It is Light

If you’ve spent the day running around like a nut and arrive home late, cooking dinner can feel completely unmanageable when all you want to do is sink into a comfy seat and put your feet up. Pouring yourself a bowl of cereal may seem like a sad dinner option, but can actually be a great option. In truth, if you’re heading to bed shortly after your dinner (which, by the way, you shouldn’t do) a bowl of cereal is a light way to satiate yourself without over doing it.

Easy Cleanup

If you don’t feel like spending a ton of time cleaning up, a simple bowl of cereal won’t require much clean up at all.

It Has Vitamins and Minerals

If you choose your cereal wisely, meaning ones with no added sugar, it can deliver a good dose of vitamins and minerals. In whole grain cereal, you can get dietary fiber, B vitamins, minerals, protein, and more.

Cereal For Dinner

You Can Dress It Up

Have a thing for fresh strawberries or blueberries? Adding fruit to low-sugar cereal can add sweetness and texture to an otherwise plain cereal.

Cereal For Dinner

It’s Cheap

You don’t need to spend a fortune on hefty, unhealthy take out. And you get instant gratification for a lot less money.


You walk in the door at 9 PM after a god-awful day at work, starving and exhausted. Cooking dinner is out of the question. So should you order takeout—or just have a bowl of cereal?

Sure, a greasy container of moo shu pork would taste great. But you’ll probably feel a hell of a lot better after eating the cereal. Because despite what you might think, it’s actually pretty easy to turn the stuff into a respectable meal that will fill you up and actually deliver some nutrition. Here’s how.    

1. First, pick a clean cereal.
If it’s gonna be the base of your meal, it better not be junk. So before you start filling up your bowl, make sure your cereal is pretty clean. Obviously, that means no artificial colors or preservatives—or weird ingredients like high fructose corn syrup or soy protein isolate. As for the nutritional stats? A serving should have 200 calories or less and at least 5 g of fiber, says Keri Gans, a registered dietician and author of The Small Change Diet. And keep it below 10 g of sugar per serving. (Try one of these 10 low-sugar cereal options.)

2. Pay attention to the serving size.
It’s insanely easy to pour yourself two or three times as much cereal as the serving size calls for, especially if you’re using a big bowl. But if literally measuring out your cereal feels too diet-y, at least try to eyeball a reasonable portion. A 1-cup serving is about two handfuls.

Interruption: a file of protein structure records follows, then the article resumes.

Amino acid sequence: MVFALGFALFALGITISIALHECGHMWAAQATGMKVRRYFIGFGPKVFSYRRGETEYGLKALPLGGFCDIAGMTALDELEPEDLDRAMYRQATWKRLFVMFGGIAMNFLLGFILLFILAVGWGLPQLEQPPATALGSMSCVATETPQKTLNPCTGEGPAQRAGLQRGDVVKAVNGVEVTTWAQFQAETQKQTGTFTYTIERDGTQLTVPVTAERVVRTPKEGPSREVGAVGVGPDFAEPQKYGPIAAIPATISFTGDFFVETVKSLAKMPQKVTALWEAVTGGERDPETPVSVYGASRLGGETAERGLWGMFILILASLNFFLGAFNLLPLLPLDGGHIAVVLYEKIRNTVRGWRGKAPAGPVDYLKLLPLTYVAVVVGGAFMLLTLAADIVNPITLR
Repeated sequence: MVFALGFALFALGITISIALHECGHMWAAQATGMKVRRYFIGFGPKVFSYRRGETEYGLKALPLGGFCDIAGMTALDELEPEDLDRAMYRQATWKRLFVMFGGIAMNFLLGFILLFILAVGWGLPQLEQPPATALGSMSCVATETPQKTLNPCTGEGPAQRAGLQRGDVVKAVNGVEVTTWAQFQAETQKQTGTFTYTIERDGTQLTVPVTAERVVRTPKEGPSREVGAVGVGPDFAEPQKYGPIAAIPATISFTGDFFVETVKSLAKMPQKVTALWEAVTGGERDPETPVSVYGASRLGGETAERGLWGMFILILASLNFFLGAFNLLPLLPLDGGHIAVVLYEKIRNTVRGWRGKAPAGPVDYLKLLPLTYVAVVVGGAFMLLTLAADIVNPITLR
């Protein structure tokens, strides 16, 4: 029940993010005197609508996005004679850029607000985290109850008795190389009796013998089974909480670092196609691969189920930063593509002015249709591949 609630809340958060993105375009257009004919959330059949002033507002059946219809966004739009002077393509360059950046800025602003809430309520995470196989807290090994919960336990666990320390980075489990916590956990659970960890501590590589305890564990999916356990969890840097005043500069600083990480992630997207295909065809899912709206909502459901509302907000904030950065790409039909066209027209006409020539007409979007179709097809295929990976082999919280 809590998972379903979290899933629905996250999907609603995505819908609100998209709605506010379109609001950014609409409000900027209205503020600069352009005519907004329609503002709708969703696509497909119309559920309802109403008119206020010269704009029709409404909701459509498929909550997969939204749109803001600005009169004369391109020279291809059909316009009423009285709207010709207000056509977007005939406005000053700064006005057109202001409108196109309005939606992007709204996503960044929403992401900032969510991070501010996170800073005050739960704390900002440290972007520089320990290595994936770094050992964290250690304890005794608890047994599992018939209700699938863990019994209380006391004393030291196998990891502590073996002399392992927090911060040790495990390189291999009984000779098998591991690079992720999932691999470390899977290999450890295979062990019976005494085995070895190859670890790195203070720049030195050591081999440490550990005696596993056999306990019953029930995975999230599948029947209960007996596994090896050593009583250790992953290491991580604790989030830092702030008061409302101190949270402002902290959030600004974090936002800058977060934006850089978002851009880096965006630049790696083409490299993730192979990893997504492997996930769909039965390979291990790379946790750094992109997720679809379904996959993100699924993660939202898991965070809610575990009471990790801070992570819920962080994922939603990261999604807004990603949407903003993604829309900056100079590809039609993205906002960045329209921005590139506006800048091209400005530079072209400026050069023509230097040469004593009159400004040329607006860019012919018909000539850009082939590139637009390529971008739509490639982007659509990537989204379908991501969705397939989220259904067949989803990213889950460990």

MORE: The 10 Best Organic Cereals

3. Add a solid source of protein.
This is the stuff that’ll keep you from raiding the fridge again in 2 hours. If you’re using dairy milk, great—pouring a cup over your cereal will give you 8 g of protein. But if you’re using a nondairy milk, like almond or coconut, you’ll need to get your protein from somewhere else. Try adding a generous spoonful of nut butter, a few tablespoons of chopped nuts or seeds, or even a scoop of protein powder. Or just skip the milk altogether and use plain Greek yogurt or cottage cheese instead. Both pack more than 20 g of protein per cup.

4. Toss in plenty of fresh fruit.
How ’bout some kale with your Kashi? Um, no thanks. We’re all about finding surprising ways to get more vegetables, but the cereal bowl is where we draw the line. Still, that’s not an excuse to leave your meal entirely devoid of fresh produce. Top your cereal with at least one serving of fruit—or more, if you’re really hungry, since it’s almost impossible to get too much. Think fresh or frozen and thawed berries, chopped banana or pineapple, grated apple, or sliced grapes. (Here are good frozen options.)

MORE: Quinoa Cereal, Anyone?

5. Resist the urge to add extra sugar.
You’re hopefully getting a decent amount of sweetness from all that fruit, which means you shouldn’t need to sprinkle on any table sugar or add any honey. If you still want more sweetness, add a tablespoon or two of dried fruit—like raisins, dried cherries, or chopped dates—so you’re at least getting some extra fiber. Or just use a little bit of stevia. But remember, this is dinner—not dessert.